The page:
More and more companies are releasing tablets from the iPad to the Kno tablet, many with high hopes of rapidly converting everyone to reading electronic books. However, according to a new survey by the Student Monitor, students still prefer printed textbooks and really like to rent textbooks online. The survey consisted of 1200 participants with an average age of 20.6 years and the statistics showed the renting textbooks doubled from the same time period last year, with an average savings of $132 dollars. Over a third of the undergraduates surveyed said at least one textbook rental was in their future for next semester if they didn’t wind up renting all their textbooks when possible.
A new trend was renting books from campus bookstores instead of renting textbooks online. BookRenter’s new campus book store program, and others, made a huge push to get ahead of online book rental companies like CampusBookRentals. However, many students gave high marks to Chegg siting price, punctuality, and ease of use. It is surprising that nearly 30% of students surveyed still did not know they could get an textbook rental price comparison online or even buy their books online instead of the campus book store. Etextbooks still remain very distant, at only around 5% of textbooks sold, despite efforts of tablet makers. Two of the biggest reasons sited: they are generally more expensive than printed textbooks initially, and to compound the problem, there is no way to transfer or sell back the licensed electronic textbook whereas a textbook rental is a fixed price transaction or a used textbook can be sold back for cash.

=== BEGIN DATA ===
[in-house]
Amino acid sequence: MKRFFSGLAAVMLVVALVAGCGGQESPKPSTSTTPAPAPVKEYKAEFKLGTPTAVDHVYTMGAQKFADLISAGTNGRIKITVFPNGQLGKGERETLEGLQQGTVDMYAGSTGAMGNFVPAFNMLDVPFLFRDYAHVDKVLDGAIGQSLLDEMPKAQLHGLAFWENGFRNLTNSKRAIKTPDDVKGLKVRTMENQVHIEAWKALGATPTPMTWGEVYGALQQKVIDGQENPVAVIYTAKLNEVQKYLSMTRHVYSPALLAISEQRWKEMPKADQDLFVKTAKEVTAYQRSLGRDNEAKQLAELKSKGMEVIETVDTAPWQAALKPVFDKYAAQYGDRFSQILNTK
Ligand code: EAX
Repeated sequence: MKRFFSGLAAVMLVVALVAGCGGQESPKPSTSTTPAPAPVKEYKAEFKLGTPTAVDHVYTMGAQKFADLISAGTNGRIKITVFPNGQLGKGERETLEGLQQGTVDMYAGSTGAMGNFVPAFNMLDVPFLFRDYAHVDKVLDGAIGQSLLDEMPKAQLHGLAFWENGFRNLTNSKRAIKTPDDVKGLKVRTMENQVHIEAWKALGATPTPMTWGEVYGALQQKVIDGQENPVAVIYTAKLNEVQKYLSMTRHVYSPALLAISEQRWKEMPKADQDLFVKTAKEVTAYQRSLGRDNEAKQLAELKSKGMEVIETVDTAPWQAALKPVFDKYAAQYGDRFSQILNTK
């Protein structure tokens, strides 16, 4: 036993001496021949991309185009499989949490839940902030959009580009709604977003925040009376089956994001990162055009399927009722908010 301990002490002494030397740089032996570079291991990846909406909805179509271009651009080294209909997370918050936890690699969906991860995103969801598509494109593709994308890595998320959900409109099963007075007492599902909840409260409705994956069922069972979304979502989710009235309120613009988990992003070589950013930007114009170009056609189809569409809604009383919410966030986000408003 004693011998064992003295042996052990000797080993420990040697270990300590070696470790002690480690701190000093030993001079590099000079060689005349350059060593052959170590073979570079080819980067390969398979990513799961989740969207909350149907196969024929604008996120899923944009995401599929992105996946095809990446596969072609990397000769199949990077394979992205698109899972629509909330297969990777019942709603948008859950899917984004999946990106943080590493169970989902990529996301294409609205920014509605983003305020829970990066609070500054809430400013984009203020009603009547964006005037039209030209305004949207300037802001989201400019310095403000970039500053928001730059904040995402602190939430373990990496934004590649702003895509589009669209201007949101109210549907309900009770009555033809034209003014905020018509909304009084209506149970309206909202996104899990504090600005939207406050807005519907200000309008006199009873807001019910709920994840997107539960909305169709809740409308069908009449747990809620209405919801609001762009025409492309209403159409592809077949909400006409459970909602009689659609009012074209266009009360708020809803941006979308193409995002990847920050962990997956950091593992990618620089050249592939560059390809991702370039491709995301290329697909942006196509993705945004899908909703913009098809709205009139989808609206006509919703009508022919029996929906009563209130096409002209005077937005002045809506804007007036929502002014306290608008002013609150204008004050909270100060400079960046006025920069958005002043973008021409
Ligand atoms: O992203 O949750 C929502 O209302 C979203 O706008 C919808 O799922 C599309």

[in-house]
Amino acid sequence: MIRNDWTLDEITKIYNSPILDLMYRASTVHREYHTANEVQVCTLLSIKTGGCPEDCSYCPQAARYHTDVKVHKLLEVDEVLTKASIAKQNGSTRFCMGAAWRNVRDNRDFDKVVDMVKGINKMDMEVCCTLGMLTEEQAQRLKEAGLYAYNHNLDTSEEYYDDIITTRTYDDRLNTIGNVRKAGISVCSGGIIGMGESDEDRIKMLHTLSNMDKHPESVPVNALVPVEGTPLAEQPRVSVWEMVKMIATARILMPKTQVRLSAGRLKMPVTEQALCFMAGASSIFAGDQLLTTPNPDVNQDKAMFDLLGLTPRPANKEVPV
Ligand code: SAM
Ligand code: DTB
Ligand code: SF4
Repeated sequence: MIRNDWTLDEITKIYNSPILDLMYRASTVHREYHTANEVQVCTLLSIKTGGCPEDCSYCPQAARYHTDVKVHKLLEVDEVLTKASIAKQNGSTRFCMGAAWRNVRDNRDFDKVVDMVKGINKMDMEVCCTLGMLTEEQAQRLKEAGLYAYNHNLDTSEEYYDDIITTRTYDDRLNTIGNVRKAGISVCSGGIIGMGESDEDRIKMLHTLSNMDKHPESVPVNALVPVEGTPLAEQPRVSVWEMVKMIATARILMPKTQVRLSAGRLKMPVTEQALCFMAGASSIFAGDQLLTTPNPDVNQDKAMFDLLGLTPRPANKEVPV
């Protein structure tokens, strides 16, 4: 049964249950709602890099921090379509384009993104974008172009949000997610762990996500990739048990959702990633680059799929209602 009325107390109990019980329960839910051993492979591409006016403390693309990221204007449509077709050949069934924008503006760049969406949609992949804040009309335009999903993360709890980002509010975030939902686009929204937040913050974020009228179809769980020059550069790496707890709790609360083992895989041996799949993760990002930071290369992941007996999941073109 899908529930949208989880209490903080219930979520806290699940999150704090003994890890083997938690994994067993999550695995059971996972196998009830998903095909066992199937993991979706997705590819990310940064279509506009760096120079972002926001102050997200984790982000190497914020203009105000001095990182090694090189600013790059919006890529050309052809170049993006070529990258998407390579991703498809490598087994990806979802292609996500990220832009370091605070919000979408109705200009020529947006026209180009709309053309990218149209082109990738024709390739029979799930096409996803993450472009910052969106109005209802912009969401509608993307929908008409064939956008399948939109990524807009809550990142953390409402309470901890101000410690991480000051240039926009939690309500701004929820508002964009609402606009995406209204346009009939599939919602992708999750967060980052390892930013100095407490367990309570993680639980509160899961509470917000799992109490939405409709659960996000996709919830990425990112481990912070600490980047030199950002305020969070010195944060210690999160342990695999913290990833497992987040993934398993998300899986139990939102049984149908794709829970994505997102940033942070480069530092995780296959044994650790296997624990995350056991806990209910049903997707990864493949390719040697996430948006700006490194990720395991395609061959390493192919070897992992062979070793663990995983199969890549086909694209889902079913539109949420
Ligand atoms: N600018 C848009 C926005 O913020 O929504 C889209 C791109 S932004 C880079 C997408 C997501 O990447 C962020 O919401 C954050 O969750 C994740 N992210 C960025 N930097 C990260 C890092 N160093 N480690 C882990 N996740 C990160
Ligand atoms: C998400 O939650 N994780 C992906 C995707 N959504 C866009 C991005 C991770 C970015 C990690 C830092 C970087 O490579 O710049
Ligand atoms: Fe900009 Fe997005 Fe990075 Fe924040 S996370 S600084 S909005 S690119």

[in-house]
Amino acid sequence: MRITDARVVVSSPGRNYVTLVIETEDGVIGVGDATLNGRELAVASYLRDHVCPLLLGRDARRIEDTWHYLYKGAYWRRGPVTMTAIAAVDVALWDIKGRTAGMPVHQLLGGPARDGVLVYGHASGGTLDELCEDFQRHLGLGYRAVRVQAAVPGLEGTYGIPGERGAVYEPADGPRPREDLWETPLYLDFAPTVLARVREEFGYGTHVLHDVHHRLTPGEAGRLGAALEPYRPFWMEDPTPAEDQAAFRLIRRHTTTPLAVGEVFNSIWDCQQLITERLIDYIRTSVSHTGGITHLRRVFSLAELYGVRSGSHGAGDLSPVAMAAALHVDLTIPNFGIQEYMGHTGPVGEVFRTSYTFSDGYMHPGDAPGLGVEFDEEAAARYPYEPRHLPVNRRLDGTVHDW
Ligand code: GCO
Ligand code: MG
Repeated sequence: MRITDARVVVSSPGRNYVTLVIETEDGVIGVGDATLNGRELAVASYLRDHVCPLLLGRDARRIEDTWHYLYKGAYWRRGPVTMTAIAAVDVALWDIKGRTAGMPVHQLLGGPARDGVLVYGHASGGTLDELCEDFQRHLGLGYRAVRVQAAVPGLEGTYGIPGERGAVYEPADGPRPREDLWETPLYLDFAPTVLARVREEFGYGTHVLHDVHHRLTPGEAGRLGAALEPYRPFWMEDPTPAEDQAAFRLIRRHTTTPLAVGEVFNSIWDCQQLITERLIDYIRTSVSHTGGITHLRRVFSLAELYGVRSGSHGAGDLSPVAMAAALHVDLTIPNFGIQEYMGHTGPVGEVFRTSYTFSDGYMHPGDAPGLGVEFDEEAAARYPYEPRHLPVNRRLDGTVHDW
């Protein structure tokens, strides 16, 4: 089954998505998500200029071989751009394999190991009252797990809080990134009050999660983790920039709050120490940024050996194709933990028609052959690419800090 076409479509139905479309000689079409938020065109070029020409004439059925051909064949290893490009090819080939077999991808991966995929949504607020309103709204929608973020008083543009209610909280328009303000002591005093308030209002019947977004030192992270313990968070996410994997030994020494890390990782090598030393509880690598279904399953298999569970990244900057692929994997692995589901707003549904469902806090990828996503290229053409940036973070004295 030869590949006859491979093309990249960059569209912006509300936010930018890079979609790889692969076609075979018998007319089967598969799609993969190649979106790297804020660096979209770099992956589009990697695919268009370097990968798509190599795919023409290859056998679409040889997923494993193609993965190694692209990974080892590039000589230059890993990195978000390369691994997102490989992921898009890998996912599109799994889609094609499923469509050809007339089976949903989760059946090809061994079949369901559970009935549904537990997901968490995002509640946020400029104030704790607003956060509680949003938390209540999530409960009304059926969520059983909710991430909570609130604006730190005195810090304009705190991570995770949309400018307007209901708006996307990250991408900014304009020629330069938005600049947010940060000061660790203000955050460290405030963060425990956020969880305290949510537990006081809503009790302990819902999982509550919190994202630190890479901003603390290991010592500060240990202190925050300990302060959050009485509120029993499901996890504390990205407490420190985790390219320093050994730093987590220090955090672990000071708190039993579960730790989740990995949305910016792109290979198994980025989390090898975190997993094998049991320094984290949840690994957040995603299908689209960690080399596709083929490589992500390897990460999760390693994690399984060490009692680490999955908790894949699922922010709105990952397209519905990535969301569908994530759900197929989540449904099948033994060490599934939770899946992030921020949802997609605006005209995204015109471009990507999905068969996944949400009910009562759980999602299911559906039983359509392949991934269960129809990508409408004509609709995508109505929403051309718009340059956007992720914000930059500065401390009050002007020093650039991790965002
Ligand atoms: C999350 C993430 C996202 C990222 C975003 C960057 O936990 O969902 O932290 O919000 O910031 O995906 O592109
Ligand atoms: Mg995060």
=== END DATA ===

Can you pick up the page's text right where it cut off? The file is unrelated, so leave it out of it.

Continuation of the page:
This trend was also voiced when it came to the news, as 38 percent of college goers prefer their print on dead trees, versus only 13 percent who would go all digital for their news reading. Students also echoed this stating that for over 75% of them their campus paper is available online less than 20% said they have read the web version within the last month. Perhaps the printed version is a better cover for that comic book or to spy a look on the new freshman?
So if students find renting textbooks pleasing what else where the top trends in the survey? Well, outside of drinking, technology swept the top interests: Facebook, iPhone, text messaging, and laptops, while grad school and working were not considered nearly as cool as new smartphones and other technologies. In fact, smartphones (iPhones, Andriods, Blackberrys) are now owned by over 50% of college undergrads up from 40% last year. These gadgets which are like mini-computers and wonderful soul sucking time vampires continue to grow in popularity and power.
Perhaps when these devices can project a textbook in 3D will electronic textbooks beat out a textbook rental.